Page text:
Carling Cup sacrifice only worth it with Wigan win

The Carling Cup is a funny competition. It seems to creep up on you at the start of the season – especially if you are in Europe – and there is no grand fan fare ahead of each round like there is with the FA Cup.

Teams generally pick reserve sides, while the fans vote with their feet, leaving matches looking decidedly grim in half empty stadiums, especially if a Premier League side is at home. Plus if you go out early you are quick to dismiss it as the ‘Mickey Mouse’ Cup. I remember when we won the Mickey Mouse Cup in 2008 against the blue scum. The Arsenal fans couldn't help themselves and went on and on, telling me that we hadn't won anything special. When they reached the final last year, the Mickey Mouse Cup could have been their first trophy in a while, but of course, as it was meaningless, it didn't matter too much to them that they had lost the final to Birmingham. "We'll leave the Mickey Mouse Cups to the small teams like Spurs", said one colleague.

If I'm honest, I suppose I was quick to have that attitude this week after we were finally put out of our misery at the Britannia Stadium. Wow was that a boring match. Tremendously terrible from all angles.

But, had we gone through to the next round, all the talk would have been of ‘a day out at Wembley’ and a ‘European place’, even if that place is a spot in the Europa League, in which last Thursday we fielded an even weaker team than we did at Stoke. That was also a terrible game, although Redknapp has been blooding the little ones, which can only be a good thing.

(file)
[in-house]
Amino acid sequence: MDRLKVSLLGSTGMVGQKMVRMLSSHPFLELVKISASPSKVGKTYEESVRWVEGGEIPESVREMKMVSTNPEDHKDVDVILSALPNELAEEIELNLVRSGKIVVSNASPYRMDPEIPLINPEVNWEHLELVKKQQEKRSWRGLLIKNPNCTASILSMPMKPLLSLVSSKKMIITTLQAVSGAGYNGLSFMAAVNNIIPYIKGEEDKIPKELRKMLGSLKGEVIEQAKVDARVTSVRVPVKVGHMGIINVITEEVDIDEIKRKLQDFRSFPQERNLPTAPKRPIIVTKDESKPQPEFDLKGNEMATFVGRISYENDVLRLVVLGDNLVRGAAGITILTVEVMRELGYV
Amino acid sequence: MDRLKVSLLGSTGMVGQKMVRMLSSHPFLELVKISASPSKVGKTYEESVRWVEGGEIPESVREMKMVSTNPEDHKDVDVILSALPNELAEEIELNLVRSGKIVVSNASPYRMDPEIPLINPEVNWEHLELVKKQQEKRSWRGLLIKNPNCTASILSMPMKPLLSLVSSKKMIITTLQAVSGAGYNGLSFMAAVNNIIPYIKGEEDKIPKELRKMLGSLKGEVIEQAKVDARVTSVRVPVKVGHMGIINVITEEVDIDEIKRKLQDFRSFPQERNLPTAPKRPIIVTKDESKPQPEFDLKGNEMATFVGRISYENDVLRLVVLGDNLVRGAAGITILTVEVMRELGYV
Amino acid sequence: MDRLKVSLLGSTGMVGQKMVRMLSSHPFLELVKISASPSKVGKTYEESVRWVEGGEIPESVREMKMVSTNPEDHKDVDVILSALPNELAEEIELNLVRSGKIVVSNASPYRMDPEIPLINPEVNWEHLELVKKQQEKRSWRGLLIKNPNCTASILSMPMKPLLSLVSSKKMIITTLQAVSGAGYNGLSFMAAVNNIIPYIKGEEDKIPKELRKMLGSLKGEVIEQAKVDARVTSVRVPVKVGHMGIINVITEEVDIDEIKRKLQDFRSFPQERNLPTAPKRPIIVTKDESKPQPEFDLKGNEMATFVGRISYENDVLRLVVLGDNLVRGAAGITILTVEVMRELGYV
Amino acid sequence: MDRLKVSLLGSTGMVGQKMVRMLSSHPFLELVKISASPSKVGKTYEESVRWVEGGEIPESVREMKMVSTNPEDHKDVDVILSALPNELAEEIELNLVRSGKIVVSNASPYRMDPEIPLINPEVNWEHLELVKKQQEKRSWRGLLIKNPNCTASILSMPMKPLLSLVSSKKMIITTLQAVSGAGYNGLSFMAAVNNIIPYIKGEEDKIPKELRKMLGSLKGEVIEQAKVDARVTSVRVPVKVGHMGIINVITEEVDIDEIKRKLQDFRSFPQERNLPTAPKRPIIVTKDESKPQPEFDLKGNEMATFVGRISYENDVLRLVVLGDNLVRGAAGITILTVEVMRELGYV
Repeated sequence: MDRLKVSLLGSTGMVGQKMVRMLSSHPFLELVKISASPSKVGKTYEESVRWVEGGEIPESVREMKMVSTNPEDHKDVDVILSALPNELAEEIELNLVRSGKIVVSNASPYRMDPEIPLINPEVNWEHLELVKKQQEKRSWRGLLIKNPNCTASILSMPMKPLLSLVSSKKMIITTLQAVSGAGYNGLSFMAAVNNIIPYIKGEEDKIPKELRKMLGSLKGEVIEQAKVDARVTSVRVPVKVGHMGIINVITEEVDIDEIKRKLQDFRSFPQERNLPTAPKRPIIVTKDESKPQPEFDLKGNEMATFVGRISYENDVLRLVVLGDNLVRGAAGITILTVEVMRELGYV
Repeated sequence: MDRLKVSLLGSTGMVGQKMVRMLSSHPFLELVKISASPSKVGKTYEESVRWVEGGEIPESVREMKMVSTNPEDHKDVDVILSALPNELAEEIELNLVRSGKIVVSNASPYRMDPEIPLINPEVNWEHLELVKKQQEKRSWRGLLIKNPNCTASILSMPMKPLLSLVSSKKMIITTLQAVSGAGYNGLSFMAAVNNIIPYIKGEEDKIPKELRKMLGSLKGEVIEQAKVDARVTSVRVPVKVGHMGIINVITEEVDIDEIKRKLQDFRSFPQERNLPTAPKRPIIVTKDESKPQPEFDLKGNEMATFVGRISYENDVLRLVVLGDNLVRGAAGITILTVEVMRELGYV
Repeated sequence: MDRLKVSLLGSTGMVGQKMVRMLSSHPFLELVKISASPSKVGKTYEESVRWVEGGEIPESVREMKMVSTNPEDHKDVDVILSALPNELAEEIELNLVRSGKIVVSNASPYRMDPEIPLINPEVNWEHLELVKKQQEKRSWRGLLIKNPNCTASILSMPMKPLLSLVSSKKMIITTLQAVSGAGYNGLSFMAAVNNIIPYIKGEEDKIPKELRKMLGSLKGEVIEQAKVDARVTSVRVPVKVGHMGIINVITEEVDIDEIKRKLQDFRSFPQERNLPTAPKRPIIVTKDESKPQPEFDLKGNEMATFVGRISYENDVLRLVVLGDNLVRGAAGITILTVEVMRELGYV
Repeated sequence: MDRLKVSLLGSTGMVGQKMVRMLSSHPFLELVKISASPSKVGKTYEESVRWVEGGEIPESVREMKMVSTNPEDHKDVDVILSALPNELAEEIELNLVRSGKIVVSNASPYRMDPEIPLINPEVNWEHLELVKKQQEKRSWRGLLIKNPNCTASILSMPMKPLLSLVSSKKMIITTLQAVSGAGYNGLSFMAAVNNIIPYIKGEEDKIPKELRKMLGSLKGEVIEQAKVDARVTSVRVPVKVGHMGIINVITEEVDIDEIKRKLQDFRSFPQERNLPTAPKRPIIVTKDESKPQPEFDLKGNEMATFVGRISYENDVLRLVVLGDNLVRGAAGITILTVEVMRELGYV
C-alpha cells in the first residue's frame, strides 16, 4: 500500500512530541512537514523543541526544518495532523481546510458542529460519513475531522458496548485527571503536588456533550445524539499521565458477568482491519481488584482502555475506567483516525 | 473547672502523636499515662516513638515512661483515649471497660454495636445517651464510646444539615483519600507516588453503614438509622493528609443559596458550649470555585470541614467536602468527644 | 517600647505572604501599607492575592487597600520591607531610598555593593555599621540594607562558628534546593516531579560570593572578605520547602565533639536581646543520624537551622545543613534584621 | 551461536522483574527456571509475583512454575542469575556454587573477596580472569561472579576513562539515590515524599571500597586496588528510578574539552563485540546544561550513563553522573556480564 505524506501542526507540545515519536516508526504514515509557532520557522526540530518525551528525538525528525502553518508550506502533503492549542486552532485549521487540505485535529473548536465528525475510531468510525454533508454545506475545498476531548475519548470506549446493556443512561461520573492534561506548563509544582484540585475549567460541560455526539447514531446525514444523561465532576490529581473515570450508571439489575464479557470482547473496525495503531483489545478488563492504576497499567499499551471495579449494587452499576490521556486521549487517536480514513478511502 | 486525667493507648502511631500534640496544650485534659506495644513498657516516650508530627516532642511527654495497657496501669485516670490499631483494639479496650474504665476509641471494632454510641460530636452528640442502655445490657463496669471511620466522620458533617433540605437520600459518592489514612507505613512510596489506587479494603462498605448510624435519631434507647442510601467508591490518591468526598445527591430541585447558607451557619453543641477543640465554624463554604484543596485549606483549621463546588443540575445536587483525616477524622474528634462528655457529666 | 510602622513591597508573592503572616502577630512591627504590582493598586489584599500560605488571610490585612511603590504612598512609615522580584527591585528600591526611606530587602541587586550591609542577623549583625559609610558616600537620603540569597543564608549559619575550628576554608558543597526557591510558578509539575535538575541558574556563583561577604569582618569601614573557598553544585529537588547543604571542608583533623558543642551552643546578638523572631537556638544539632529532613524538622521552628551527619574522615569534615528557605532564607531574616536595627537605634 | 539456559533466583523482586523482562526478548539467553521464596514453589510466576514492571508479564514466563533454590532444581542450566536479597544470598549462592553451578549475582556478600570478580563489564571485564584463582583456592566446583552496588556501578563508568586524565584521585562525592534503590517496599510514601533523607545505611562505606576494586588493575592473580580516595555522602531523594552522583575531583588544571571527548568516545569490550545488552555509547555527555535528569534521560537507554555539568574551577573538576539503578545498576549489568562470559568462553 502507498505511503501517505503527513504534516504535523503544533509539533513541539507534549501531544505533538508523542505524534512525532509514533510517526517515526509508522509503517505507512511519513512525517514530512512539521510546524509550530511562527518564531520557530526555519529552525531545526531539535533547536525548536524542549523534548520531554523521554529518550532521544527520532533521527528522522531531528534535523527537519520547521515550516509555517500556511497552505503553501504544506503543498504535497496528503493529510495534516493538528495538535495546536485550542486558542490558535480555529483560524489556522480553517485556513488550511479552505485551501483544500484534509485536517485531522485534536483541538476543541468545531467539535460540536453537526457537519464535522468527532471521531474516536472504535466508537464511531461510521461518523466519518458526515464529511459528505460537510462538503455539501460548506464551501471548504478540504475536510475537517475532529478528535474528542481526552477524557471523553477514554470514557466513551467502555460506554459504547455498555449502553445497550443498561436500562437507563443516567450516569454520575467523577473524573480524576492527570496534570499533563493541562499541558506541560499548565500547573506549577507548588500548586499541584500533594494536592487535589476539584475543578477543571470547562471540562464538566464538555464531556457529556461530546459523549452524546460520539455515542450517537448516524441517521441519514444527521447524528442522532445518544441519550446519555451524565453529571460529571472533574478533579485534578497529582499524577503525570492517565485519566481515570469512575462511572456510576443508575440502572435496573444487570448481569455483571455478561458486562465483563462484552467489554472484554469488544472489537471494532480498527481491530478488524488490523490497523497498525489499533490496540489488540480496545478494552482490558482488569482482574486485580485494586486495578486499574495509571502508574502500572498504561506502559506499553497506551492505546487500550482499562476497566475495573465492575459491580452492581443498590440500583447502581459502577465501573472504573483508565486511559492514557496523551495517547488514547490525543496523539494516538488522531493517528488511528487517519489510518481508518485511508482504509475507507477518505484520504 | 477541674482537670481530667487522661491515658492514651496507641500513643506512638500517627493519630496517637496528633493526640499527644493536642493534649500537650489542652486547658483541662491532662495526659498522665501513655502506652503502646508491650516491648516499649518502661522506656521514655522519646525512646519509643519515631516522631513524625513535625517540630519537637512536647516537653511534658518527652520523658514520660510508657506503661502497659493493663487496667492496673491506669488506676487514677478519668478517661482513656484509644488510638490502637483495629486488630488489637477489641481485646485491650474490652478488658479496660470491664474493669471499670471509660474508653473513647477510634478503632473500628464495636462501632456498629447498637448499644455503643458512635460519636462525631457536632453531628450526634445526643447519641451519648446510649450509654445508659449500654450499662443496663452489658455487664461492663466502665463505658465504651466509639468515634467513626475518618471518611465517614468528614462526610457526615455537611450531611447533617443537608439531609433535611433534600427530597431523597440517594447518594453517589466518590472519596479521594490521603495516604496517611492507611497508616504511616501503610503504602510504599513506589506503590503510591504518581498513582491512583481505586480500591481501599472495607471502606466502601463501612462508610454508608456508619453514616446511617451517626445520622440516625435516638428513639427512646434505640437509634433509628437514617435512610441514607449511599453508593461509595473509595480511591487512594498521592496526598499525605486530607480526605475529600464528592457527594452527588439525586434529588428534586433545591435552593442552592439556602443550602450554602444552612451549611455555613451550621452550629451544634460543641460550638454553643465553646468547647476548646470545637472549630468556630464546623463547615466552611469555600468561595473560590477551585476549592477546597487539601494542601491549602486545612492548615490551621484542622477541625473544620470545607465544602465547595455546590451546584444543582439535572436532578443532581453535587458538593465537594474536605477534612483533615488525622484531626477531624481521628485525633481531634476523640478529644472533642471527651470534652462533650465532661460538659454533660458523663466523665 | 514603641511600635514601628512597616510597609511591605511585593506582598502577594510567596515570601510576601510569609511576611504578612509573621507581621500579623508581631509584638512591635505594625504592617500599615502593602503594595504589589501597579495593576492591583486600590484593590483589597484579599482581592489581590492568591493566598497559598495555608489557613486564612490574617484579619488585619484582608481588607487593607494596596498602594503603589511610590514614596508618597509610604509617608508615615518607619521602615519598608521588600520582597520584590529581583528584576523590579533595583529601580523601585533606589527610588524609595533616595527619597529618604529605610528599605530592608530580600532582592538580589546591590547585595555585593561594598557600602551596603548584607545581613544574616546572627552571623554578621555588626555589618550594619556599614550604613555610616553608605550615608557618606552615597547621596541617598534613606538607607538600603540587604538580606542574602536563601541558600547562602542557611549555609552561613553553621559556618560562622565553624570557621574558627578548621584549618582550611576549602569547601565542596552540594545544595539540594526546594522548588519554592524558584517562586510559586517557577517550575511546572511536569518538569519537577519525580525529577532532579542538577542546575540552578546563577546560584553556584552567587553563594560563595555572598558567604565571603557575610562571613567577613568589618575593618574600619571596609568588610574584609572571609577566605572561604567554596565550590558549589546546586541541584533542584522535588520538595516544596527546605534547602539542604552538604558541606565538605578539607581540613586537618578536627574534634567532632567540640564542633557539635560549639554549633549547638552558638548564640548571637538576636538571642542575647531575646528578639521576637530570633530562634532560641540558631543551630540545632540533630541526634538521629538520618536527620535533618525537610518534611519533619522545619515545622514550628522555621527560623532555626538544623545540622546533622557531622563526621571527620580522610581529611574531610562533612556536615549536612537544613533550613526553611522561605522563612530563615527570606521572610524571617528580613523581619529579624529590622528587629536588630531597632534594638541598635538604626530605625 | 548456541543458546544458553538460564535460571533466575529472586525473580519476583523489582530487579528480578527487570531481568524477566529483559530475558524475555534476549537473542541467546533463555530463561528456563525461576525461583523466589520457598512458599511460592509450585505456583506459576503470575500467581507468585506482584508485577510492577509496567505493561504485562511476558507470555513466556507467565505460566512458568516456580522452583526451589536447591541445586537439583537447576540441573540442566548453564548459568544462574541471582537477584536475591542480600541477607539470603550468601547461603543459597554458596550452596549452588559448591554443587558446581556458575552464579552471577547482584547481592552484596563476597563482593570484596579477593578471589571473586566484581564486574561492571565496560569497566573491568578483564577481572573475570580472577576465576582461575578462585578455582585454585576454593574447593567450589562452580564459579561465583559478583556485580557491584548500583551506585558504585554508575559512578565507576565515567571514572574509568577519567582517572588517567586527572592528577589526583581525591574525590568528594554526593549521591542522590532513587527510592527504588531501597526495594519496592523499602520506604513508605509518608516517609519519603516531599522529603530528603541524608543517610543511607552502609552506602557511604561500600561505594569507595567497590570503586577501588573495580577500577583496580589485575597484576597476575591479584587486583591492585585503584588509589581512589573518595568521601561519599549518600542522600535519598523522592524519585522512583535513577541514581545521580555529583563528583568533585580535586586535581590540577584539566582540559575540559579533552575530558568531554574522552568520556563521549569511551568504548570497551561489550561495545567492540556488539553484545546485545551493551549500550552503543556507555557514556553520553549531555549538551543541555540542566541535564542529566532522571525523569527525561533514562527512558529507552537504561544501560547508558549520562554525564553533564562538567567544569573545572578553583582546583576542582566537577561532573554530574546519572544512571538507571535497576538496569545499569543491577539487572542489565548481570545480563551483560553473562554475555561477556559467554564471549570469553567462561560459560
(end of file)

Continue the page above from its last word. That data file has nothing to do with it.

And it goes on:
So then, if we have a priority, it has to be the league, obviously. If we're going to improve our Premier League odds and somehow hang onto the coat-tails of the billionaire-driven big-three then a return to the Champions League – where we know we can hold our own – is essential. I don't know about you, but we have a real chance of getting into the top four this season. Don't you? Should I take off my Spurs cap?

But I’m also a firm believer in what momentum and confidence can do to a side. It is a well worn and often abused cliché but ‘winning is a habit’ rings true. It is hard for a player to switch off for one game and on for another, even more so if the starting XI is dramatically altered from one game to the next. That is why effectively sacrificing the Carling Cup like we did will only be worth it if the club gets a win at Wigan on Saturday – just like the draw in Thessaloniki, followed up by the Liverpool result, was a perfect example of managing your resources by Harry Redknapp. On a quick side note, I can sort of understand you reasoning behind not liking Harry, although what I can't understand is why so many of you are vocal about it. Harry has a mouth on him. We all know that, but no other manager has done what he has done for Spurs since the Premier League came into existence. Give the guy a break.

A good example of how not to chop and change your squad was recently experimented on by Martin O’Neill at Aston Villa in 2009. The Irishman effectively sacrificed the UEFA Cup by playing a weakened team against Spartak Moscow in order to concentrate on finishing 4th. They ended up by in sixth. Gary Megson did the same the year before when he played a weakened team against Sporting Lisbon ahead of a game with Wigan. They tumbled out of Europe and lost to the Latics 1-0.

If you watch football live at the Lane, then you will know how special European nights and knock-out cup-ties under the lights can be. Therefore, it's a shame that they are viewed so negatively compared to finishing fourth in the table.

However, if the club can continue to muddle their way through the Europa League until the post-Christmas knock-out stages, then it will suddenly take on greater significance. Meaning we could dream of a long cup run as well as an assault on the Champions League places - something that doesn’t seem possible at this busy opening phase of the season.

Can we make it three on the bounce against Wigan? I think so.

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